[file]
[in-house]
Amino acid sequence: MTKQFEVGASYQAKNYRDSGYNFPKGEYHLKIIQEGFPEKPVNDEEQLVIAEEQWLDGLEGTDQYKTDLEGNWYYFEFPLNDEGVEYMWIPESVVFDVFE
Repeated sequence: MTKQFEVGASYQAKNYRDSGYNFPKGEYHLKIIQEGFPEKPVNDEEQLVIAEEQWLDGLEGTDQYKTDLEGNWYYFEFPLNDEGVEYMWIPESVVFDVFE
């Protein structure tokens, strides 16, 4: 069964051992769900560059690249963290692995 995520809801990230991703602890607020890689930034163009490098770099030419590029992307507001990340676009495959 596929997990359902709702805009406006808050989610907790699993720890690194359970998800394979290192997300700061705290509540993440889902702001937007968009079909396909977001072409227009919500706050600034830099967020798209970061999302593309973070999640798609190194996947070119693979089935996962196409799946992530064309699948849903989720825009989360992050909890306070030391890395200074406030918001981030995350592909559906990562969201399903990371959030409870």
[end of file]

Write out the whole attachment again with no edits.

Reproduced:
[in-house]
Amino acid sequence: MTKQFEVGASYQAKNYRDSGYNFPKGEYHLKIIQEGFPEKPVNDEEQLVIAEEQWLDGLEGTDQYKTDLEGNWYYFEFPLNDEGVEYMWIPESVVFDVFE
Repeated sequence: MTKQFEVGASYQAKNYRDSGYNFPKGEYHLKIIQEGFPEKPVNDEEQLVIAEEQWLDGLEGTDQYKTDLEGNWYYFEFPLNDEGVEYMWIPESVVFDVFE
């Protein structure tokens, strides 16, 4: 069964051992769900560059690249963290692995 995520809801990230991703602890607020890689930034163009490098770099030419590029992307507001990340676009495959 596929997990359902709702805009406006808050989610907790699993720890690194359970998800394979290192997300700061705290509540993440889902702001937007968009079909396909977001072409227009919500706050600034830099967020798209970061999302593309973070999640798609190194996947070119693979089935996962196409799946992530064309699948849903989720825009989360992050909890306070030391890395200074406030918001981030995350592909559906990562969201399903990371959030409870």